Yamada is in a deep hole with two episodes remaining. He has a lot of explaining to do, misunderstandings to clear up, relationships to rebuild from scratch, and, if  possible, witch powers to somehow undo, and he won’t have the supernatural club or Urara on his side to help him, because she’s/they’re the ones he’s trying to get back.

But he does seem to have the witch killer Tamaki on his side (who doesn’t want to be alone either), and could yet benefit from the powers of Nene and the other witches besides Urara and Rika. He’s down, but he’s not out.

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Yamada-kun to 7-nin no Majo – 09

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What a tangled web Y7 weaves…and yet it all holds together marvelously. As thanks for helping to change her fiery future, Sarushima lets Yamada borrow her powers for their festival booth. Sarushima then asks Yamada to help her erase her power, stating she wants to fall in love and never will if she knows the future of everyone she kisses. As a practical matter, Sarushima has outgrown her power, so it’s not a bad thing for her to want to free it up for another girl.

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Unfortunately for Yamada, the “Witch Killer” whose services he seeks on Sarushima’s behalf is Tamaki Shinichi, a bit of an aloof trickster, who has already stolen the invisibility power of a witch, a power that will stay with him until he kisses another witch. Tamaki agrees to take Sarushima’s ability, but only if Yamada gives him valuable intel on whom Yamazaki will be choosing to succeed him as StuCo President.

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Yamada first asks Yamazaki upfront for this sensitive information, which Yamazaki predictably declines to surrender, so Yamada decides to try Odagiri’s power—given to him with her blessing, as she wants to help Sarushima too—to charm him. Only his lips can’t get anywhere near Yamazaki’s, because of his secretary and bodyguard Asuka Mikoto stops him with a furious, panstu-revealing kick.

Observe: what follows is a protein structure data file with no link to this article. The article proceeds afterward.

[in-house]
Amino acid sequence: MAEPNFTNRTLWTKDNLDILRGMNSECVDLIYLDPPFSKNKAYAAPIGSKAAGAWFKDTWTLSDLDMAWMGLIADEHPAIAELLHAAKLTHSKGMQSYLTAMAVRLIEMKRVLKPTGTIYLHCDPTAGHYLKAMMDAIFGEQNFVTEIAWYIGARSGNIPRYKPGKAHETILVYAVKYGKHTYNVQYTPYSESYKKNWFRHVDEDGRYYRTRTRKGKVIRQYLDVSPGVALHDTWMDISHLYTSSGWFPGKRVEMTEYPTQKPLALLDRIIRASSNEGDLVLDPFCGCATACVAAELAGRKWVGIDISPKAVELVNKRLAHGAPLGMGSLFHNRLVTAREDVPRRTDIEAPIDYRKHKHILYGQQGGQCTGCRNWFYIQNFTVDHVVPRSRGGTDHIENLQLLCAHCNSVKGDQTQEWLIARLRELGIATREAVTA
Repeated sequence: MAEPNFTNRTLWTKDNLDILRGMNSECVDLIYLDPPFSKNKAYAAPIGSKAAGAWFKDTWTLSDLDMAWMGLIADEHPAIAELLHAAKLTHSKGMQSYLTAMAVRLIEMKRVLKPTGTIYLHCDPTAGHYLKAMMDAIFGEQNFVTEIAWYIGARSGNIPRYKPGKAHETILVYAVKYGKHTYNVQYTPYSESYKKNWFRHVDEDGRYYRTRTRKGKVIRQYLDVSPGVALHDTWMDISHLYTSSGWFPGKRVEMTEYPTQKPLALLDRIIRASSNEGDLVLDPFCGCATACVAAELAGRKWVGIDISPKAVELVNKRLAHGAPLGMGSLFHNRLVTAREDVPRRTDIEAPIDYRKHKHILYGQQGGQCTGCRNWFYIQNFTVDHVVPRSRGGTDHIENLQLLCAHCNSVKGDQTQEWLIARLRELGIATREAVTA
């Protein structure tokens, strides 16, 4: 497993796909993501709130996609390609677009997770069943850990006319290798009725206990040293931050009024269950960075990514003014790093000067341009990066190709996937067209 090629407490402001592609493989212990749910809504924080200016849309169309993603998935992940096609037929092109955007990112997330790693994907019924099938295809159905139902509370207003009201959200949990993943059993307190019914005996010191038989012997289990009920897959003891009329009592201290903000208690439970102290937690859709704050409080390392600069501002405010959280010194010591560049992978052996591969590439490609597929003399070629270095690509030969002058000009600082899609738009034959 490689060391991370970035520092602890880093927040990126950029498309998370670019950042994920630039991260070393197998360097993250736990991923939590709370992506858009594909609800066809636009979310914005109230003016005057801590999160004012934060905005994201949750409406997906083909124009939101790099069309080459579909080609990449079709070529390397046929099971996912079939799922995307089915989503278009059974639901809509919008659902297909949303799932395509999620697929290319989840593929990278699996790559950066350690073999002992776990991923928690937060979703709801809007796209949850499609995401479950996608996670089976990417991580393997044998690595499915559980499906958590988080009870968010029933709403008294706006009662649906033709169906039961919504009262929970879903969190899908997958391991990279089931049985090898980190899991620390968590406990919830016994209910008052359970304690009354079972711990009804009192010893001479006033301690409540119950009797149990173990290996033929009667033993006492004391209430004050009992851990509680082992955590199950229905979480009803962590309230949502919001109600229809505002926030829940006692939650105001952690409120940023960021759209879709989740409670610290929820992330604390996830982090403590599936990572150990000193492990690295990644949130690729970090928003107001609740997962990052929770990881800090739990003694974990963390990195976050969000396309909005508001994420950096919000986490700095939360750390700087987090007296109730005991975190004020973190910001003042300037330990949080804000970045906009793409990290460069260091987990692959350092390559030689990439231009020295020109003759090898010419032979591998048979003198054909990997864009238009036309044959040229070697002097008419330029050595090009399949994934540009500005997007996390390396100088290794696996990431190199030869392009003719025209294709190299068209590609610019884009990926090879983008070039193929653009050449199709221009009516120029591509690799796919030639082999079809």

They tie Yamada up, expecting to need torture to get his true intentions out of him, but Yamada is happy to just tell them: Tamaki wants the info. Ironically, Tamaki was atop Yamazaki’s list of successors, but is bumped down when Yamazaki learns of his scheming. We also learn Asuka was the sixth witch, who willingly had her invisibility power taken by Tamaki…though that doesn’t explain her amazing strength!

With the candidates neck-and-neck-and-neck, Yamazaki proposes that the one who discovers the identity of the seventh witch will win the presidency.

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There’s suddenly a lot of moving parts in Yamada’s plan to help Sarushima move on, but he never for a second considers backing out of helping her. In fact, he dutifully explains all these moving parts as the cause for the delay (everyone he needs wants something). Sarushima rewards him for his hard work with a kiss, forgetting that it means he’ll see her future.

It’s fun to wonder in the context of their kiss here, that if and when Sarushima does lose her power, whether she’d discover she was in love with Yamada after all.

Anyway, in that future, he sees that Sarushima has lost her powers (which is good), Tamaki has become president (which is fine), Shiraishi is Tamaki’s secretary.

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That last bit is concerning to Yamada, especially the way she walks away with Tamaki and looks back at him in the vision. It spurs Yamada to decide to change the future he sees, by helping Miyamura find the seventh instead of Tamaki.

At the bonfire where he and Miyamura keep their distance from their reveling friends and classmates, Yamada admits to him what we’ve known for some time, but he hasn’t been able to verbalize until now: he loves Shiraishi, and doesn’t want to lose her.